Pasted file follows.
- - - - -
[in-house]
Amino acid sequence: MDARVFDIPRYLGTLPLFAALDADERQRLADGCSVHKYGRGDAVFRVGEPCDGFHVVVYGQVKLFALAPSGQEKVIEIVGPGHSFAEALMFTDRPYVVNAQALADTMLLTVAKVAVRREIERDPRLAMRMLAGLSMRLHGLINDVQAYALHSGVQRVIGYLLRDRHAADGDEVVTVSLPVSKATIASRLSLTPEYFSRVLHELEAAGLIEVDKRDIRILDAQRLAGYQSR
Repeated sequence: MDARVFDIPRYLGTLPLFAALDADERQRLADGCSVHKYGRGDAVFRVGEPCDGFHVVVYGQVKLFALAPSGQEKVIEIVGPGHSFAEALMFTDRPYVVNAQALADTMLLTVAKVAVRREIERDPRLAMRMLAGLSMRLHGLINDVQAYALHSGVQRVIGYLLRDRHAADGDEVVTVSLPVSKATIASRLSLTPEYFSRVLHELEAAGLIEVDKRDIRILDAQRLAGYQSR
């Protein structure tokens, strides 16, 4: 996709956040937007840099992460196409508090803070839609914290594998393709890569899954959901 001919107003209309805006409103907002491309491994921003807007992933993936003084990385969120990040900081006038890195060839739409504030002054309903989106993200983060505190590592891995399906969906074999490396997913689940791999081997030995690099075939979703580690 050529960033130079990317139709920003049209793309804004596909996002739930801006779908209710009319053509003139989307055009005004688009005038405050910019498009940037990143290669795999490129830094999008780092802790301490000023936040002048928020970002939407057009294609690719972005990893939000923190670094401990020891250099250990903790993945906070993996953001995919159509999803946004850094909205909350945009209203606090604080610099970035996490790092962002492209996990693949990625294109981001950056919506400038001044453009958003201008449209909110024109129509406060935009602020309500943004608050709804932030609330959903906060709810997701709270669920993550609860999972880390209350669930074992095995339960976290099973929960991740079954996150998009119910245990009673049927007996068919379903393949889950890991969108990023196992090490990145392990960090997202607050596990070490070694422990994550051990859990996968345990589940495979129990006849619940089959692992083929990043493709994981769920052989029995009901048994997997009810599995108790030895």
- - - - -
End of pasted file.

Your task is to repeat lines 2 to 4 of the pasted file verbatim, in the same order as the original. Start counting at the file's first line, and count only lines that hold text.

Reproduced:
Amino acid sequence: MDARVFDIPRYLGTLPLFAALDADERQRLADGCSVHKYGRGDAVFRVGEPCDGFHVVVYGQVKLFALAPSGQEKVIEIVGPGHSFAEALMFTDRPYVVNAQALADTMLLTVAKVAVRREIERDPRLAMRMLAGLSMRLHGLINDVQAYALHSGVQRVIGYLLRDRHAADGDEVVTVSLPVSKATIASRLSLTPEYFSRVLHELEAAGLIEVDKRDIRILDAQRLAGYQSR
Repeated sequence: MDARVFDIPRYLGTLPLFAALDADERQRLADGCSVHKYGRGDAVFRVGEPCDGFHVVVYGQVKLFALAPSGQEKVIEIVGPGHSFAEALMFTDRPYVVNAQALADTMLLTVAKVAVRREIERDPRLAMRMLAGLSMRLHGLINDVQAYALHSGVQRVIGYLLRDRHAADGDEVVTVSLPVSKATIASRLSLTPEYFSRVLHELEAAGLIEVDKRDIRILDAQRLAGYQSR
């Protein structure tokens, strides 16, 4: 996709956040937007840099992460196409508090803070839609914290594998393709890569899954959901 001919107003209309805006409103907002491309491994921003807007992933993936003084990385969120990040900081006038890195060839739409504030002054309903989106993200983060505190590592891995399906969906074999490396997913689940791999081997030995690099075939979703580690 050529960033130079990317139709920003049209793309804004596909996002739930801006779908209710009319053509003139989307055009005004688009005038405050910019498009940037990143290669795999490129830094999008780092802790301490000023936040002048928020970002939407057009294609690719972005990893939000923190670094401990020891250099250990903790993945906070993996953001995919159509999803946004850094909205909350945009209203606090604080610099970035996490790092962002492209996990693949990625294109981001950056919506400038001044453009958003201008449209909110024109129509406060935009602020309500943004608050709804932030609330959903906060709810997701709270669920993550609860999972880390209350669930074992095995339960976290099973929960991740079954996150998009119910245990009673049927007996068919379903393949889950890991969108990023196992090490990145392990960090997202607050596990070490070694422990994550051990859990996968345990589940495979129990006849619940089959692992083929990043493709994981769920052989029995009901048994997997009810599995108790030895």